Did God create evil?
The beautiful story of creation abruptly takes a sinister twist. But who is this serpent, and why did God let him mess everything up?
At first, everything was fine.
The Bible makes it clear that everything God created was without evil. In Genesis 1:31, only a few verses before the fall of humans, it says: “God saw all that he had made, and it was very good.” In fact, throughout the creation story in Genesis 1 it’s mentioned six times that God called his creation good.
The entire earth, from the grandest expanses of the universe down to the smallest particle, is filled with such perfect detail that centuries of human research has yet to unlock all its mysteries. Of course, God could have done this by uttering a single word, causing the universe to burst forth in an instant with the same amount of perfection and detail.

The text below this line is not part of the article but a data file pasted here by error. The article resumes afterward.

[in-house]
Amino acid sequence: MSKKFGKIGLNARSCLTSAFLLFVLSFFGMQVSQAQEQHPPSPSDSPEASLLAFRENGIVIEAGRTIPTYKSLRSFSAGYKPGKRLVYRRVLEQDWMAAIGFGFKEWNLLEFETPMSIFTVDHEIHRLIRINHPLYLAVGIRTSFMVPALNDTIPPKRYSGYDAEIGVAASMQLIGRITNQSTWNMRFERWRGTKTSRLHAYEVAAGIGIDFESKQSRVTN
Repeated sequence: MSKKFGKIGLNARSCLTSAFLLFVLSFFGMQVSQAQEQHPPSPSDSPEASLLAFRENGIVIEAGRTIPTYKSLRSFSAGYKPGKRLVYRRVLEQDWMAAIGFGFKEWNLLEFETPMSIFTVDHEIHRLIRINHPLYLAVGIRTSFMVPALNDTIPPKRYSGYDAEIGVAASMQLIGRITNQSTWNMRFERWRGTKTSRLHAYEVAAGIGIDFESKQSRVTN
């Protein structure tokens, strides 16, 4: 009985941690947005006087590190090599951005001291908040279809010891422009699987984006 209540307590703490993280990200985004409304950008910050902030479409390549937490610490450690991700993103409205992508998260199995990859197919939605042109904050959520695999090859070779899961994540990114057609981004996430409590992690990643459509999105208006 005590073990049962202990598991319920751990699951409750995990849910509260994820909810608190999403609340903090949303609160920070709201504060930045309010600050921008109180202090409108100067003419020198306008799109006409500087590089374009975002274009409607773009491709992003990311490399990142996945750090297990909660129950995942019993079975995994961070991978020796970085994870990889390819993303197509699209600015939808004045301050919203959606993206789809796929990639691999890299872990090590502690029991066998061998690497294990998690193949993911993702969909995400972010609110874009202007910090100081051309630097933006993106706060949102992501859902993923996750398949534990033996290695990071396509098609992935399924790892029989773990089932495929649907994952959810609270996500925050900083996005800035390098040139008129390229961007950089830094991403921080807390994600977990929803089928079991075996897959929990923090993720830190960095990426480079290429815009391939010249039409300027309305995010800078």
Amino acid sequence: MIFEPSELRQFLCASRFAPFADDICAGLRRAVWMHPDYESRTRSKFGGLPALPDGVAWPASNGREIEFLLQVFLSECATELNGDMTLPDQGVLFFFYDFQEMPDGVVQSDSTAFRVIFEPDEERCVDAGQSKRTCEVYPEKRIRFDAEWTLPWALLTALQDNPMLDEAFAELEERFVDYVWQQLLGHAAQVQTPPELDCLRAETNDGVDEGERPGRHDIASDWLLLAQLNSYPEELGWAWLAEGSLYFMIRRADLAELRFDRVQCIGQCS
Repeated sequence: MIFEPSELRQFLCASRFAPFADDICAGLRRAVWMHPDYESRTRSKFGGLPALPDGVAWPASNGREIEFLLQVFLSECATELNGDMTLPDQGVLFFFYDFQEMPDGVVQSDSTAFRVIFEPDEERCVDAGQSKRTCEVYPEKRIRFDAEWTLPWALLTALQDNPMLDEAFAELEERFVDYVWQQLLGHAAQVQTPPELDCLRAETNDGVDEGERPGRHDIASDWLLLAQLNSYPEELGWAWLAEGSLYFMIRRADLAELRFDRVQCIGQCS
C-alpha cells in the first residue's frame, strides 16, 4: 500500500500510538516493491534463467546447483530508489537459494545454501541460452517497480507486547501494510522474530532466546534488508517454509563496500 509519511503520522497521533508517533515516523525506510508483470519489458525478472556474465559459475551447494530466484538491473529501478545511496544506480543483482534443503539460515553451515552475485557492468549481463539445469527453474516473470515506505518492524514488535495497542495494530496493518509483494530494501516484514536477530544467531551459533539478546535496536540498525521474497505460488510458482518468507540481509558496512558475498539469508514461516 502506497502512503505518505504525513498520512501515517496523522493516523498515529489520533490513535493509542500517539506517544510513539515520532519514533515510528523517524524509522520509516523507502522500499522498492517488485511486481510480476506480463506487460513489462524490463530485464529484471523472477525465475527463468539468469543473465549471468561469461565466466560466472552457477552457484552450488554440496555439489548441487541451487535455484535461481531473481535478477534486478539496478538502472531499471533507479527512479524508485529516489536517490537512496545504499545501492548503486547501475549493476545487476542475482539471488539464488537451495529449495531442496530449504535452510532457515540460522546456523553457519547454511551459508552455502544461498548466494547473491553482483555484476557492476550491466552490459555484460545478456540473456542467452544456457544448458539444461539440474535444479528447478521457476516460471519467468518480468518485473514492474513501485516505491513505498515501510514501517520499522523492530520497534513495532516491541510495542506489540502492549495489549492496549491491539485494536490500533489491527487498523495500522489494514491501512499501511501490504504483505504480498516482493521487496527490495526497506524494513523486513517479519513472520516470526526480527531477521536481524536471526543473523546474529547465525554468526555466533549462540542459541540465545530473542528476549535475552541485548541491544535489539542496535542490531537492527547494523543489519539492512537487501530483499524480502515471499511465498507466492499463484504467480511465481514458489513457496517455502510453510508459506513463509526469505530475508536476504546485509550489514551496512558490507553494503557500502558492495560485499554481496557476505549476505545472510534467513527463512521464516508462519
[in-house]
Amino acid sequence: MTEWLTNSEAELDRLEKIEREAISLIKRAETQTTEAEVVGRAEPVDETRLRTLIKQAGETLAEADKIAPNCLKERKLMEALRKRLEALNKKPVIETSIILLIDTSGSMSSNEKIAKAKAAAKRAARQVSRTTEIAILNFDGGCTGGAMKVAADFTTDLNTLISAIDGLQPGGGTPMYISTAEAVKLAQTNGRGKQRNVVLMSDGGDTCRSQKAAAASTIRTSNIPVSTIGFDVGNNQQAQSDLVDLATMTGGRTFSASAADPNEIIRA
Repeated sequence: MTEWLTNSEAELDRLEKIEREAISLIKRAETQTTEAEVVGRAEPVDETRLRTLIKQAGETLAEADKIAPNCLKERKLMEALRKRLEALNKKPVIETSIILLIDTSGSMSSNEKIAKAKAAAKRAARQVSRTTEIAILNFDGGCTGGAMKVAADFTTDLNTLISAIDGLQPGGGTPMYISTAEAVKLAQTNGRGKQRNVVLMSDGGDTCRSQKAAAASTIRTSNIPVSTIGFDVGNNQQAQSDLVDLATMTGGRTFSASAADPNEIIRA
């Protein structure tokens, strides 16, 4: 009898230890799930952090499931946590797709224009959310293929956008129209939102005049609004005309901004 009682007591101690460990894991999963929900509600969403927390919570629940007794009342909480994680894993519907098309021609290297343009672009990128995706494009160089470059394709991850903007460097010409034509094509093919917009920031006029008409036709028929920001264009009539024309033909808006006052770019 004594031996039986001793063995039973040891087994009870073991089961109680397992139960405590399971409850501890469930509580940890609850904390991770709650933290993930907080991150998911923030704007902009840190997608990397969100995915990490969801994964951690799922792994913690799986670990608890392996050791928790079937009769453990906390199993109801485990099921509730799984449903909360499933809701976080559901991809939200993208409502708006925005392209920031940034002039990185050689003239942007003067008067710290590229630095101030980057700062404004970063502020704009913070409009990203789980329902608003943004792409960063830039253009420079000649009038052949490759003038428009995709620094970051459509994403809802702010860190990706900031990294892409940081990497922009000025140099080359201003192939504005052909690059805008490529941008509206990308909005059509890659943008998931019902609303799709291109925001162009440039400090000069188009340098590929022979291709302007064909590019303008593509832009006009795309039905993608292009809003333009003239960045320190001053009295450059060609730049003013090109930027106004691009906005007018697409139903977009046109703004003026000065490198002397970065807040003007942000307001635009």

But instead, the Lord took his time. There are distinctly separate moments for the different aspects of creation, each set apart by a new day. This intentional, measured account hints at no accidents; nothing slipped by unnoticed.
So then…what went wrong?
Since nothing at the beginning of creation indicates the existence of evil, this means that at some point Satan chose to rebel against God. For some reason, the Lord created at least one being powerful enough to defy him and wreak havoc on the world.
Who exactly is Satan?
It’s interesting, yet puzzling to determine Satan’s story because it involves an overlap between heavenly and earthly realities. The clearest origin account is in Revelation 12:7-17. Here, we discover that he was an angel who tried to fight against God, was kicked out of heaven, and in revenge, seeks to lure humans away from God. There are other passages that can be interpreted as poetic allusions to Satan’s fall from heaven, such as Ezekiel 28:11-19.
“You were anointed as a guardian cherub,
for so I ordained you.
You were on the holy mount of God;
you walked among the fiery stones.
You were blameless in your ways